If you intend to see Girls & Boys, then you should do two things. First, come back to this review: it’s a production best seen with no preconceptions. Second: have a child.

Still here? Good, because there is no way to discuss this play without spoiling its big reveal. It opens with Carey Mulligan centre stage, in orange shirt and red trousers, against set designer Es Devlin’s boxy backdrop of purest cyan. It’s a palette favoured by Hollywood posters, because the contrast is so striking. (Van Gogh once used it on a still life of crabs.) Mulligan’s unnamed narrator tells us how she met her husband, who is only ever “he”. Her monologue starts off funny – “Paris? Call that a world city? It’s Leeds with wider streets” – and sexually frank, but it’s also cleverly disconcerting.

She met him in an Easyjet queue and “took an instant dislike to the man”. Why? Because he was obliviously buried in a book – or because of his interaction with two models, who tried to queuejump by feigning sexual interest to stand next to him? (“And he’s just like, well of course… but I get to sleep with one of you, right?”) One of the models snottily tells him that she would never sleep with a Normal like him, and he acknowledges the truth of this. Then he calls them “bitches” for playing with his feelings, makes a chivalrous speech about the transcendence of loving sex, and suggests that sleeping with them would be “necrophilia… wanking into a pretty dress”. The temptation is to cheer – he put those stuck-up cows in their place! – and I wondered if my disquiet was evidence I’ve gone full Millie Tant. (Beware men who think there are some women to whom it’s OK to be sexist.)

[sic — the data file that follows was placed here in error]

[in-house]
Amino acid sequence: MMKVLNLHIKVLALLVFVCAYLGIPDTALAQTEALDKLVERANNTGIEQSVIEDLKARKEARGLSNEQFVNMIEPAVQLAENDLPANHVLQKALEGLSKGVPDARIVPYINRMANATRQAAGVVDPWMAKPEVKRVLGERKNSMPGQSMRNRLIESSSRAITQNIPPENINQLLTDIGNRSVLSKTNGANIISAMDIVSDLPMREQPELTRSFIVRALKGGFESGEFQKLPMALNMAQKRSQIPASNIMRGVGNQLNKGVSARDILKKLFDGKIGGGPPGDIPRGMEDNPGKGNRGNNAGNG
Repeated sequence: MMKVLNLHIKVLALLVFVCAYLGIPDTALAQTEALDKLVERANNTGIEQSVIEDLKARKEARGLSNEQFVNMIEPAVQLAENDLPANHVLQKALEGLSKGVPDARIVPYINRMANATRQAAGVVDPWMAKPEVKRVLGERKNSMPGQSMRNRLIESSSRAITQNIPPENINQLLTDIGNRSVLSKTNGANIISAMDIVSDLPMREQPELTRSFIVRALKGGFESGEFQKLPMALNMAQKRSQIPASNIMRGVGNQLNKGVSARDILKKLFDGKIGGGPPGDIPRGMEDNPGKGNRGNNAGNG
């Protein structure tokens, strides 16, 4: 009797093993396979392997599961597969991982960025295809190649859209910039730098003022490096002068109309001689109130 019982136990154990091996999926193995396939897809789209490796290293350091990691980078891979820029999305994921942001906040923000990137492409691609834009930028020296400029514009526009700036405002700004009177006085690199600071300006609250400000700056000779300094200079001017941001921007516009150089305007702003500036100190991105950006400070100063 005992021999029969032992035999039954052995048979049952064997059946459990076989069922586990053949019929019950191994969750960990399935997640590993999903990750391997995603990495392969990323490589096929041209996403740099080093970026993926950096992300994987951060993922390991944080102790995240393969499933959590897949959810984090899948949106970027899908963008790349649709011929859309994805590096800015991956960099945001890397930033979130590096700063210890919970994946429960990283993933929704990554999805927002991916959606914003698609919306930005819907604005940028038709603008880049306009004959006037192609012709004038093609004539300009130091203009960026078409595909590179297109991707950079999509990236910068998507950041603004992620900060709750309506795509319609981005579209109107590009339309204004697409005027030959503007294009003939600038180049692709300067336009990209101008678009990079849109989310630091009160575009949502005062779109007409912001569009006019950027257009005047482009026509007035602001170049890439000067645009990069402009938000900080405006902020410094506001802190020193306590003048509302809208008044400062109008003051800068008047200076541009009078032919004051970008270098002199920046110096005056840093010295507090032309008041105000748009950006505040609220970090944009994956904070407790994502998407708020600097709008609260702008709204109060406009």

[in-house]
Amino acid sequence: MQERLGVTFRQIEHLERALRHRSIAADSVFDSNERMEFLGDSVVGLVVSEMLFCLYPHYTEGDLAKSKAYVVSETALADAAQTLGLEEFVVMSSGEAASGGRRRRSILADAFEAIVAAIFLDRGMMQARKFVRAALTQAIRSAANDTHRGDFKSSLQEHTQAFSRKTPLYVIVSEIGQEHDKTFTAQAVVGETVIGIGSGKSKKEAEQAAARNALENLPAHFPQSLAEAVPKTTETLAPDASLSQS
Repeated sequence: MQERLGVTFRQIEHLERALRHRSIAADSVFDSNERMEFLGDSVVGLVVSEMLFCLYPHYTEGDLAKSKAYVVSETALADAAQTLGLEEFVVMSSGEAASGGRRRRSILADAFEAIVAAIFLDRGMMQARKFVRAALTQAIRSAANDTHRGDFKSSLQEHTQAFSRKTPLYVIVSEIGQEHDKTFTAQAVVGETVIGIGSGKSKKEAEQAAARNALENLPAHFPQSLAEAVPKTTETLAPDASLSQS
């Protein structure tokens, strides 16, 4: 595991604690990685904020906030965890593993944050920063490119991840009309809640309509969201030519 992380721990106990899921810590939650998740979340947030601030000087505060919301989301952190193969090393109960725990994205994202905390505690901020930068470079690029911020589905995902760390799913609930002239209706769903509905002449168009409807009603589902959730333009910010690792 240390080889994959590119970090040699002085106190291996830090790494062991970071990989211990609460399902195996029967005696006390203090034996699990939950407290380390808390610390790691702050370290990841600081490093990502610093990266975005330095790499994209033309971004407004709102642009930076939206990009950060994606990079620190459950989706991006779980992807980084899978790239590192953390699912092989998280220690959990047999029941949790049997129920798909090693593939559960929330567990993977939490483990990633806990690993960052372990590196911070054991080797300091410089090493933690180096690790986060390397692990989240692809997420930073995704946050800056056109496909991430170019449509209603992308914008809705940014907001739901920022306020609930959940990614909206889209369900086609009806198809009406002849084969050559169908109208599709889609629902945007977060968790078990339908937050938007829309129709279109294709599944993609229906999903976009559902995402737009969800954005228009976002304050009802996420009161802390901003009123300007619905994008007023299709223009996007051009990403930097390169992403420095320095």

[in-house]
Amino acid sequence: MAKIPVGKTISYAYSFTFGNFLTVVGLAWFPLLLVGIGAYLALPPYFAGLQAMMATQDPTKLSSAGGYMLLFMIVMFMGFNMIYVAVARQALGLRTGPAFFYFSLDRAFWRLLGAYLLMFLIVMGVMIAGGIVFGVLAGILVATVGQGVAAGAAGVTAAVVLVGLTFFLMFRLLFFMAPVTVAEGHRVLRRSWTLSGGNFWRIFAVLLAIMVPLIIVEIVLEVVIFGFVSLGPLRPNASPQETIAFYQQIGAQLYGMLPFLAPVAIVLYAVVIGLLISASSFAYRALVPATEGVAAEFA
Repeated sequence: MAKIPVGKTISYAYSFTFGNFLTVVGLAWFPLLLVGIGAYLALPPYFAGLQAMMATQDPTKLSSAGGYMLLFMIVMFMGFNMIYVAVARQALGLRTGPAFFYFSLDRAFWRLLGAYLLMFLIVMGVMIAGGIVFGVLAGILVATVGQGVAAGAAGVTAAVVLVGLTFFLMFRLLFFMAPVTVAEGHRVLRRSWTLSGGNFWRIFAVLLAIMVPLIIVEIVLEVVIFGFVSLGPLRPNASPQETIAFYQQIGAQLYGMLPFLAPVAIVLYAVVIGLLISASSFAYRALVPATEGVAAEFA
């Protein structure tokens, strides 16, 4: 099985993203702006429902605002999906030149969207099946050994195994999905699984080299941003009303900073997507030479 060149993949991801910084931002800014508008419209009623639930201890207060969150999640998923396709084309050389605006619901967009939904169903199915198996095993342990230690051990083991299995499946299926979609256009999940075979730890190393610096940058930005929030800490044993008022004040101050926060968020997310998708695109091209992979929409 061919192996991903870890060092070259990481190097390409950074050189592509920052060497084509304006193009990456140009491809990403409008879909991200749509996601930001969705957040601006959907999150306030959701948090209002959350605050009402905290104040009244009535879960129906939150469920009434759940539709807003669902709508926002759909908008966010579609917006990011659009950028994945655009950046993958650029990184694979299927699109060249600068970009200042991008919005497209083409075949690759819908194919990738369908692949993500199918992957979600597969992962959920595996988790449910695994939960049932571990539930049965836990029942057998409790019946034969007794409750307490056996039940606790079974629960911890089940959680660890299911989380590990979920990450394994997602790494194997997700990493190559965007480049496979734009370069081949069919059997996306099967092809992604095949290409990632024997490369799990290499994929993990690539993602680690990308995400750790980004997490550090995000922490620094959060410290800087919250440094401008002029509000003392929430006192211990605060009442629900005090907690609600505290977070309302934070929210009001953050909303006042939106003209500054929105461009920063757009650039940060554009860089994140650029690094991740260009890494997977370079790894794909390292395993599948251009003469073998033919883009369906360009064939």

But no. The husband is indeed a wrong ‘un. Mulligan’s monologues are interspersed with role-plays against another pure-cyan set; a living room, with details – a sippy cup, a blanket – again picked out in orange. She chides her children, Leanne and Danny, talking to the empty air about their petty squabbles. And then, halfway through the 90-minute running time, comes the punch: “I know they’re not here by the way. My children… I know they’re dead.” My mind went instantly to a routine by Louis CK. “A woman saying yes to a date with a man is literally insane,” the comedian says. “Globally and historically, we’re the number one cause of injury and mayhem to women. If you’re a guy, imagine you could only date a half-bear-half-lion.”

The narrator’s story, of a relationship going sour, is achingly familiar. Her burgeoning career, and growing confidence; the failure of his business, and his consequent loss of status. She asks for a divorce. He tells her: “There will never come a time when you have my kids and I don’t.” One night, he sweet-talks his way past the babysitter and twists a knife into little Danny’s heart, guiding it in with his thumbnail, before stabbing Leanne eight times. (Mulligan marks each wound on her body.) He tries to kill himself.

My friends with kids tell me that giving birth rewired them, leaving them reluctant to watch any drama with children in peril. To me, Mulligan seemed oddly unemotional in recounting these horrors; but perhaps a parent’s imagination would supply all the horror required.

Is it a coincidence that this play had its premiere at the Royal Court, where artistic director Vicky Featherstone has led the theatre world’s response to a reckoning with sexual harassment? Her code of conduct outlines potentially abusive behaviour, from the obvious – “physical force or threat of force, for sexual action” – to the situational: “staring, meaningful glances”. Yet Dennis Kelly’s script, which depicts one poison drop of sexism blossoming into a manifestation of the most extreme masculine rage, shows how difficult such behaviour is to police. When should the narrator have seen the danger? How can women sort the good from the bad?

In an industry convulsed by a feminist reckoning, I was left wondering if a female playwright would have dared to write lines as starkly confrontational as the narrator’s conclusion: “We didn’t create society for men. We created it to stop men.”

Girls & Boys runs until 17 March.

Helen Lewis is deputy editor of the New Statesman. She regularly appears on BBC Radio 4’s Week in Westminster and the News Quiz, and BBC1’s Sunday Politics. 

This article first appeared in the 22 February 2018 issue of the New Statesman, Sunni vs Shia